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Guy L. Steele Jr.
LAMBDA: The Ultimate Declarative
1

A Different View of LAMBDA

Historically, LAMBDA expressions in LISP have been viewed as functions: objects which, when applied ordered sets of arguments, yield single values. These single values typically then become arguments for yet other functions. The consistent use of functions in LISP leads to what is called the applicative programming style. Here we discuss a more general view, of which the functional view will turn out to be a special case. We will consider a new interpretation of LAMBDA as an environment operator which performs the primitive declarative operation of renaming a quantity, and we will consider a function call to be a primitive unconditional imperative operator which includes GOTO as a special case. (In an earlier paper [Steele 76] we described LAMBDA as "the ultimate imperative". Here we assert that this was unfortunately misleading, for it is function invocation which is imperative.)

Primitive Operations in Programming Languages

What are the primitive operations common to all high-level programming languages? It is the data manipulation primitives which most clearly differentiate high-level languages: FORTRAN has numbers, characters, and arrays; PL/I has strings and structures as well; LISP has list cells and atomic symbols. All have, however, similar notions of control structures and of variables.

If we ignore the various data types and data manipulation primitives, we find that only a few primitive ideas are left. Some of these are:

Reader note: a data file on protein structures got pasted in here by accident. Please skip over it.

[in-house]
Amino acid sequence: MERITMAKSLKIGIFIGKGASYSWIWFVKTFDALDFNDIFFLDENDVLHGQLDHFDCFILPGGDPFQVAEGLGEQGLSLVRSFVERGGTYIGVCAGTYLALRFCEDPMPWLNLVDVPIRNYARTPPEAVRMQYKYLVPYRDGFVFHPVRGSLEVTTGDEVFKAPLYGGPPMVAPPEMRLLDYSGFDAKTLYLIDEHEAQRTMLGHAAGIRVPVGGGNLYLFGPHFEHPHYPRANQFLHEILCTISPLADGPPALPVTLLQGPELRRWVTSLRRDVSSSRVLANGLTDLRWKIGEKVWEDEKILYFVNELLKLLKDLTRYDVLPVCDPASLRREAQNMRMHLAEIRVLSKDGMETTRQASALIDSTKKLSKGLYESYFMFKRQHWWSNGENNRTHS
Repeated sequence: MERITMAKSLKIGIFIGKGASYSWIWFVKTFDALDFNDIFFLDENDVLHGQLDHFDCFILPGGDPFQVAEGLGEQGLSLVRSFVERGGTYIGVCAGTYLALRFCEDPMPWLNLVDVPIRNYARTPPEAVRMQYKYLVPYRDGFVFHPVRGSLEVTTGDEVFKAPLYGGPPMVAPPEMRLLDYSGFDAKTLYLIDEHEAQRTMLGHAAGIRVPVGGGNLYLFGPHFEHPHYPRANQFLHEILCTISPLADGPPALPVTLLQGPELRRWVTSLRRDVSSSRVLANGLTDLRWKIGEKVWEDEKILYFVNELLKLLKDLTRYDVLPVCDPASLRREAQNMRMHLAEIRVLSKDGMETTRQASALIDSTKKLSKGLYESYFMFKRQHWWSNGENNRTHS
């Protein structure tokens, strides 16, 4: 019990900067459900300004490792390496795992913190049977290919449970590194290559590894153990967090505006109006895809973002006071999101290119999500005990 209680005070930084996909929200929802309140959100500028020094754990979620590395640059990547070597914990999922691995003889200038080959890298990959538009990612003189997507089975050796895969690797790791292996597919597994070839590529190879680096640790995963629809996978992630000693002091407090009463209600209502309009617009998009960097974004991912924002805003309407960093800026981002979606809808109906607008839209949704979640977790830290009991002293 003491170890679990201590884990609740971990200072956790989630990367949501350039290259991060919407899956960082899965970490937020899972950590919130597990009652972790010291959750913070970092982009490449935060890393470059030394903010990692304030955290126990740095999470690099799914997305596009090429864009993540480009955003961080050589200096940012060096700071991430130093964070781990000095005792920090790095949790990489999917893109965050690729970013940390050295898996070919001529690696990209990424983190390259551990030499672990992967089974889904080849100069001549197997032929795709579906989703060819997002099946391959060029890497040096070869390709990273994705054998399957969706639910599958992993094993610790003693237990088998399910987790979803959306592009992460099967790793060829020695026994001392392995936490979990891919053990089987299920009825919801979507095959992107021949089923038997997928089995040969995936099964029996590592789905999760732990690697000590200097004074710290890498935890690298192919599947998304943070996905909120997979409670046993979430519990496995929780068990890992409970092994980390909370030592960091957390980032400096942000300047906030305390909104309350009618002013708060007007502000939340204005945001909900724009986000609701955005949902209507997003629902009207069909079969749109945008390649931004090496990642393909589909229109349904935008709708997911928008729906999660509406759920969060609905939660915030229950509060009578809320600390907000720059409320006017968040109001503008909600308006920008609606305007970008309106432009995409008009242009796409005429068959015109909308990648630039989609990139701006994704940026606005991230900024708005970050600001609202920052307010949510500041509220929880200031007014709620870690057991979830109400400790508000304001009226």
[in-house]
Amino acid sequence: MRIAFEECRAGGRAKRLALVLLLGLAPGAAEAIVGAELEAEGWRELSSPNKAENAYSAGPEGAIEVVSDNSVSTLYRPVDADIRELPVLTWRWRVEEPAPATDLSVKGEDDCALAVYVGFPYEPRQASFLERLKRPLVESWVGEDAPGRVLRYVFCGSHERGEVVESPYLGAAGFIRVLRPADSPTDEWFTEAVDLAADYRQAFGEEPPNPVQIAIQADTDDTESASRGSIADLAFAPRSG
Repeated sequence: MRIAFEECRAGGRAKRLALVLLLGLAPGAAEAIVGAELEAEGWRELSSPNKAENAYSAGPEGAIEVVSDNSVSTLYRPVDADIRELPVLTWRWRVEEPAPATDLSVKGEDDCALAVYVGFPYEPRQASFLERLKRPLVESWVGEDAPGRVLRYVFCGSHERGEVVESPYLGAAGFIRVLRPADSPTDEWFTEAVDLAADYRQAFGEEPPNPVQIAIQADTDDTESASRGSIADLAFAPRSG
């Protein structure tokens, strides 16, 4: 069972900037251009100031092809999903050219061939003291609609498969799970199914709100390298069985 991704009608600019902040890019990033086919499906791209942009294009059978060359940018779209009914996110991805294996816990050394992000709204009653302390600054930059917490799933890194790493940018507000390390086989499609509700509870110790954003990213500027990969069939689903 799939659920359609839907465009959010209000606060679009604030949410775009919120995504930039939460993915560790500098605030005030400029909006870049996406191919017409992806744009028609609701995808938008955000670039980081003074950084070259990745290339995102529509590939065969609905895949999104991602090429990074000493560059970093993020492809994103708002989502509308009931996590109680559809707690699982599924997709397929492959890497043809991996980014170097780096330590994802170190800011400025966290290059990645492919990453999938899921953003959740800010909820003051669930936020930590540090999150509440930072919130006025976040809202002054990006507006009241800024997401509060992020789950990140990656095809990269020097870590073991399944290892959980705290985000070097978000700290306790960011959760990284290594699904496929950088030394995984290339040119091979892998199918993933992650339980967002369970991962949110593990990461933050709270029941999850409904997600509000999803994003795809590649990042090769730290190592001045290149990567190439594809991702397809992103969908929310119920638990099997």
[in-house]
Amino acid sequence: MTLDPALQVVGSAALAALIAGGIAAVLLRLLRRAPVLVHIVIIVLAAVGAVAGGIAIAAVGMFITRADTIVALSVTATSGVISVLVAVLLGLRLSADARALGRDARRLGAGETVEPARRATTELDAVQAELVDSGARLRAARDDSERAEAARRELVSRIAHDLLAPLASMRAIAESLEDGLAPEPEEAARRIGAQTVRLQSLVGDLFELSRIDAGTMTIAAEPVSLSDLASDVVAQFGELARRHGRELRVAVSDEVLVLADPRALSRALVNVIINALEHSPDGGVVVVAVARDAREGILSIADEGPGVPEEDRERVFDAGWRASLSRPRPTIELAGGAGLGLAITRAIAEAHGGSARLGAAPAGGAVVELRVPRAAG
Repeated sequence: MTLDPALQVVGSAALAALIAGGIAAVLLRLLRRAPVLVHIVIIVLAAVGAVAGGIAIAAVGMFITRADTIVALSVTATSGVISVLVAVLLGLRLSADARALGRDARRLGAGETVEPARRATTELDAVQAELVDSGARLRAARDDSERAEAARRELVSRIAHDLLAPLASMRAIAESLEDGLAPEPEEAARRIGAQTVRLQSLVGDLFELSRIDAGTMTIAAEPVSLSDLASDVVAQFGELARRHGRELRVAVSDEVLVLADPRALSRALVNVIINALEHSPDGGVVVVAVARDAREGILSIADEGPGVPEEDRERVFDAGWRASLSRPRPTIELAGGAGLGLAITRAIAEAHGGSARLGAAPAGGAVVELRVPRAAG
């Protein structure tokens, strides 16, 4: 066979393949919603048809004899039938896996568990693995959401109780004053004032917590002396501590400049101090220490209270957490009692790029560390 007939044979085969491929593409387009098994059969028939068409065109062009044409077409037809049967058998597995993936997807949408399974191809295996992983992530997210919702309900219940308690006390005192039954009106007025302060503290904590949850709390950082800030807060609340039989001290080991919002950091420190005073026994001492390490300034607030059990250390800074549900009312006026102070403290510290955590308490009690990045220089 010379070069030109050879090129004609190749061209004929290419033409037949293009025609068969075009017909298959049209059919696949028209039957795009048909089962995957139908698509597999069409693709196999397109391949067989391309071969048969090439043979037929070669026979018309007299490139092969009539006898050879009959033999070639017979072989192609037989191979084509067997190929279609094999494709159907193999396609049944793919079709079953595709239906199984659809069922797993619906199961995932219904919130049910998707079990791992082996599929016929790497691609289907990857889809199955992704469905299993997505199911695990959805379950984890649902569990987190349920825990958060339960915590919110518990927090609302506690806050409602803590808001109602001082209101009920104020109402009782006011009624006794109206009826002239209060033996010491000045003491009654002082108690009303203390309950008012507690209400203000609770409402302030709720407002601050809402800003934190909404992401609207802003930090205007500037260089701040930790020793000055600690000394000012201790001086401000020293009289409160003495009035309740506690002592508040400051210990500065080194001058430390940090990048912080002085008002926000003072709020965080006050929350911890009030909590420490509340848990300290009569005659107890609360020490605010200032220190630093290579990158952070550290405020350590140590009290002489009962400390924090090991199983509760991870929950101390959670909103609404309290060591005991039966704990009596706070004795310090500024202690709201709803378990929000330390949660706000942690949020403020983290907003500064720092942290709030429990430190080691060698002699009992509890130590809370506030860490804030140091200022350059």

• Transfer of control
  • Environment operations
  • Side effects
  • Process synchronization

Transfer of control may be subdivided into conditional and unconditional transfers. Environment operations include binding of variables on function entry, declaration of local variables, and so on. Side effects include not only modifications to data structures, but altering of global variables and input/output. Process synchronization includes such issues as resource allocation and passing of information between processes in a consistent manner.

Large numbers of primitive constructs are provided in contemporary programming languages for these purposes. The following short catalog is by no means complete, but only representative:

  • Transfer of control
    • Sequential blocks
    • GOTO
    • IF-THEN-ELSE
    • WHILE-DO, REPEAT-UNTIL, and other loops
    • CASE
    • SELECT
    • EXIT (also known as ESCAPE or CATCH/THROW)
    • Decision tables